Sources claim that Deputy Attorney General Rod Rosenstein sought the removal of an unfit Donald Trump from the Presidency last year.

The unnamed officials told The New York Times that Rosenstein discussed recruiting Cabinet members to invoke the 25th Amendment to remove Trump. They also said he suggested the secret recording of Trump in the White House to expose the chaos in the Administration.

Rosenstein supposedly took the initiative in May 2017 after Trump fired FBI Director James Comey in an unsuccessful attempt to shut down the Trump-Russia investigation. Trump bragged to Russian Foreign Minister Sergey Lavrov and Russian Ambassador Sergey Kislyak, as they visited the Oval Office, about dismissing “crazy…real nut job” Comey. Meanwhile, revelations established that Trump had asked Comey to pledge personal loyalty, a request evaded by the FBI. Director.

Rosenstein had only been in his post for two weeks at the time. As Deputy Attorney General, he officially oversaw the Trump-Russia investigation, because of the recusal of Attorney General Jeff Sessions over his meetings with Kislyak during the 2016 campaign.

Rosenstein’s comments to other Justice Department and FBI officials were described by “several people” who were briefed on the events or on memos written by FBI personnel, including Acting Director Andrew McCabe.

The Deputy Attorney General reportedly told McCabe that he might be able to persuade Sessions and John Kelly, then the Homeland Security Secretary and now White House Chief of Staff, to try and invoke the 25th Amendment.

The McCabe memos have been turned over to the Trump-Russia investigation of Special Counsel Robert Mueller, according to “sources familiar with the matter”.

Rosenstein rejected the account on Friday:

The New York Times’s story is inaccurate and factually incorrect. I will not further comment on a story based on anonymous sources who are obviously biased against the department and are advancing their own personal agenda. But let me be clear about this: Based on my personal dealings with the president, there is no basis to invoke the 25th Amendment.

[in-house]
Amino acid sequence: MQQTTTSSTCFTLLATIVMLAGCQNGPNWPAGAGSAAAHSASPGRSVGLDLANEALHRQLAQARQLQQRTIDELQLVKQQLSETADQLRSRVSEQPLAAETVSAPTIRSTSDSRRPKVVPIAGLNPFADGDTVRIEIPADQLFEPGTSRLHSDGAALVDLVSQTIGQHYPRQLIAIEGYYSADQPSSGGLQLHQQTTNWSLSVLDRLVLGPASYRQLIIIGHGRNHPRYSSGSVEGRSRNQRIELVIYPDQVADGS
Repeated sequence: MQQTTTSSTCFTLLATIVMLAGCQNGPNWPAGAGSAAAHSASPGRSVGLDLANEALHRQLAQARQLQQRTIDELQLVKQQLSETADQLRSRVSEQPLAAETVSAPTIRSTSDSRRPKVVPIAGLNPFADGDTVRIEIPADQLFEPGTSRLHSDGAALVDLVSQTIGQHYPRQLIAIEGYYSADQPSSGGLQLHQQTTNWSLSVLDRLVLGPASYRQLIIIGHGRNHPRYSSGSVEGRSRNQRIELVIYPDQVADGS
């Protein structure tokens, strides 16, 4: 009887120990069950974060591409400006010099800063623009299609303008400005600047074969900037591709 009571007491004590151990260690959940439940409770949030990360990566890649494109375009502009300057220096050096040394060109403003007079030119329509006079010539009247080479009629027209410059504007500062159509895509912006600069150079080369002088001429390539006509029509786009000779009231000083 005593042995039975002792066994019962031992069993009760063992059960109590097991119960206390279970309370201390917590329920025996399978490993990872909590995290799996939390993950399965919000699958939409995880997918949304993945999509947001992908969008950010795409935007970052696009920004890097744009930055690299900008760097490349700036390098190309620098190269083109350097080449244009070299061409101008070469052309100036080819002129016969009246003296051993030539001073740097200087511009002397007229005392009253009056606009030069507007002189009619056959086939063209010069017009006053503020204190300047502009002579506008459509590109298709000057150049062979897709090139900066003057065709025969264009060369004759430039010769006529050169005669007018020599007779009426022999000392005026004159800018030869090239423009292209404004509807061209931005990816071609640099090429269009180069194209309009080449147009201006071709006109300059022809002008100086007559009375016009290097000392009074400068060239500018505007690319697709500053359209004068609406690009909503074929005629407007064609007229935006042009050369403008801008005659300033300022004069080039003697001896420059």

A Justice Department spokeswoman provided a statement from a person said to be present when Rosenstein proposed wearing a wire. The statement said Rosenstein made the remark sarcastically.

But other officials said Rosenstein not only confirmed that he was serious but followed up by suggesting that other FBI officials, interviewing to replace Comey, could also secretly record Trump.

Trump did not respond directly, but used a rally in Missouri on Friday night to assail the Justice Department and FBI:

I want to tell you, we have great people in the Department of Justice, we have great people. These are people, I really believe, you take a poll, I got to be at 95%.

But we had some real bad ones — you see what’s happened at the FBI, they’re all gone, they’re all gone, they’re all gone. But there’s a lingering stench and we’re going to get rid of that, too.

Just look at what is now being exposed in our Department of Justice and the FBI. Look at what’s going on. Look at what’s going on.